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Petaluma's population grew by slightly more than 1 percent from 2011 to 2012, a larger growth rate than both the state and national averages and a clip that is outpacing other Sonoma County cities.

During that period, Petaluma's population went from 58,296 to 58,921 residents, according to U.S. Census Bureau's annual population estimates released last week.

Santa Rosa saw almost 0.8 percent growth, from 169,360 residents in 2011 to 170,685 in 2012. And the county's overall growth rate went from 488,082 residents two years ago to 491,829 last year, also a 0.8 percent growth rate.

The new data falls in line with what local economists have come to expect in Sonoma County, steady and moderate growth in the last two to three years.

That growth is owed to a number of factors, including steady job growth, a lower cost of doing business, lower housing prices and an unbeatable quality of life, said Ben Stone, executive director of the Sonoma County Economic Development Board.

"We're about the best value in the Bay Area in terms of housing availability and quality of life," said Stone, adding that Marin, San Francisco and San Jose did not see the same dramatic drop in housing prices that Sonoma County experienced.

Stone said the cost of doing business in Sonoma County is about 7 percent below the national average.

Marin County's population grew 0.2 percent between 2011 and 2012, from 255,493 to 256,069 residents. Though Napa County's total population grew almost 0.8 percent to 139,045 residents, the numerical increase was only 1,048 people.

Sonoma County's population grew by 3,764 people during that period and Santa Rosa's population grew by 2,607 people. The city of Sonoma's population grew by 1.2 percent to 10,849 residents, though that's only an increase of 128 people.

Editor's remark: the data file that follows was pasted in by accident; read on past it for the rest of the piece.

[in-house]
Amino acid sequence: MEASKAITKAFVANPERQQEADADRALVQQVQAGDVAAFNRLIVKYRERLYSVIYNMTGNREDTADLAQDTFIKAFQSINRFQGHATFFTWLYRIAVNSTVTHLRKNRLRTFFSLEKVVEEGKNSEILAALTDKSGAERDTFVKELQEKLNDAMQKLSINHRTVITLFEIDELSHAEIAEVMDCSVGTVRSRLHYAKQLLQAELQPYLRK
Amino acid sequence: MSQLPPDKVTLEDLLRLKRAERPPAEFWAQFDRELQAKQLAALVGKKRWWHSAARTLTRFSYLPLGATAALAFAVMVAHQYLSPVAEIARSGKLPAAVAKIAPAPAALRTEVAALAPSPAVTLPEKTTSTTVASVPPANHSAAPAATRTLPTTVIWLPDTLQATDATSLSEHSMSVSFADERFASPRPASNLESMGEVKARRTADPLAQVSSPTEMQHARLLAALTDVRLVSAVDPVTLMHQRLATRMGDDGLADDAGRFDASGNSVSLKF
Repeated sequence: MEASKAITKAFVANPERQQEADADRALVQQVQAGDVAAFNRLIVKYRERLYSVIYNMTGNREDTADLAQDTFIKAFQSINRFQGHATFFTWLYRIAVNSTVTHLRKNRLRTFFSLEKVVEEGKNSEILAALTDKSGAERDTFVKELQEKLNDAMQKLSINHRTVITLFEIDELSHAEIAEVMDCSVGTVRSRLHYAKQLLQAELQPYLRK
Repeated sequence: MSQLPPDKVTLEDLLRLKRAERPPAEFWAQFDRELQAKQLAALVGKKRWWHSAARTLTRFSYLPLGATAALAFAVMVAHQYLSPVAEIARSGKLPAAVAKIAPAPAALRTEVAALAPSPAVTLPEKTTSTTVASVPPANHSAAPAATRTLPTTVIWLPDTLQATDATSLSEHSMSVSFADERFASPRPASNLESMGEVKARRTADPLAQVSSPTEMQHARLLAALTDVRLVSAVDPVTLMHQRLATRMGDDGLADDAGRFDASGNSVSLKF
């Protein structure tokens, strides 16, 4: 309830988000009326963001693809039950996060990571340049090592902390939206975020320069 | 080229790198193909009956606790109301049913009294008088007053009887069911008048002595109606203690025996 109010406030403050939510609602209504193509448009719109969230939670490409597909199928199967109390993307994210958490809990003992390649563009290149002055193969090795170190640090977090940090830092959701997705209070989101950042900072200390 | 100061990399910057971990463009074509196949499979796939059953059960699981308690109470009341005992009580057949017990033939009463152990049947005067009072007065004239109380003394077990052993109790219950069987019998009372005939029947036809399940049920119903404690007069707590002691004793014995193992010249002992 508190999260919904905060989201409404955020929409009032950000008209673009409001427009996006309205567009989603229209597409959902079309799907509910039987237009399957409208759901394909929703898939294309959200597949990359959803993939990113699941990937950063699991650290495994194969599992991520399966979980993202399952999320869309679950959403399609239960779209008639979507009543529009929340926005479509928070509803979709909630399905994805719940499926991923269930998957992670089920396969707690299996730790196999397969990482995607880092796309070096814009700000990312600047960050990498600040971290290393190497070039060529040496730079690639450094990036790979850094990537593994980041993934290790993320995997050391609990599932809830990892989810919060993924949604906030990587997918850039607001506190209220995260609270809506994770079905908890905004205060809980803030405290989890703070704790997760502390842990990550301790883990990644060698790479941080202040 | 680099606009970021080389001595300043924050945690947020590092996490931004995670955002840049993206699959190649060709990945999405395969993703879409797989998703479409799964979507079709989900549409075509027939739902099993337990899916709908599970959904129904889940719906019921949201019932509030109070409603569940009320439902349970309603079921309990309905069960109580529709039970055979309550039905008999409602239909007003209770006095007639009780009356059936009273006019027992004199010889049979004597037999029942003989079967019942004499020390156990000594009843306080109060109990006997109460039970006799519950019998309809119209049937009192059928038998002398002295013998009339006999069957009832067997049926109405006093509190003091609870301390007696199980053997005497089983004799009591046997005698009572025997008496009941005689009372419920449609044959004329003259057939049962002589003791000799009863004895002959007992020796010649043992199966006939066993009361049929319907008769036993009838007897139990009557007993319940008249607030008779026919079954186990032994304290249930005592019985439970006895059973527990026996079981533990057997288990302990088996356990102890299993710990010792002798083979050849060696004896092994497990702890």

These population estimates comprise the nation's official population count between decennial censuses. They are based on administrative records such as county birth and death records. City populations are then derived by analyzing local population markers such as building permits.

Stone said he expected more steady growth in the local population if job growth continues to improve. In April, the unemployment rate in Sonoma County fell to 6.5 percent, the lowest level since 2008.

It was also the 11th straight month where the total number of jobs in Sonoma County was higher than in the previous month.

Population trends are often driven by the the net result of births vs. deaths. But other factors that drive growth include net migration in and out of the state and counties.

Christopher Thornberg, a founding partner with Los Angeles-based Beacon Economics, said state migration is driven in part by the relative unemployment rates between the states.

If California's unemployment rate is high compared to the rest of the United States, people tend to migrate out of the state. The opposite is true if the state's unemployment rate is lower relative to that of other states.

During the economic downturn of the early 1990s, people left the state, he said. When the economy improved in the late 1990s, they came back. With the more recent drop in housing prices, people again started coming into the state even during a bad economy, Thornberg said.

"Look what's happening in our housing market, the lack of supply means our housing prices are going up," he said.

But Stone said that even with the spikes in housing prices seen in recent months, Sonoma County is still "a bargain" compared to the rest of the Bay Area.

"We'll continue to see net positive population growth," he said. "It may not be as dramatic as the last two or three years."

(You can reach Staff Writer Martin Espinoza at 521-5213 or martin.espinoza@pressdemocrat.com.)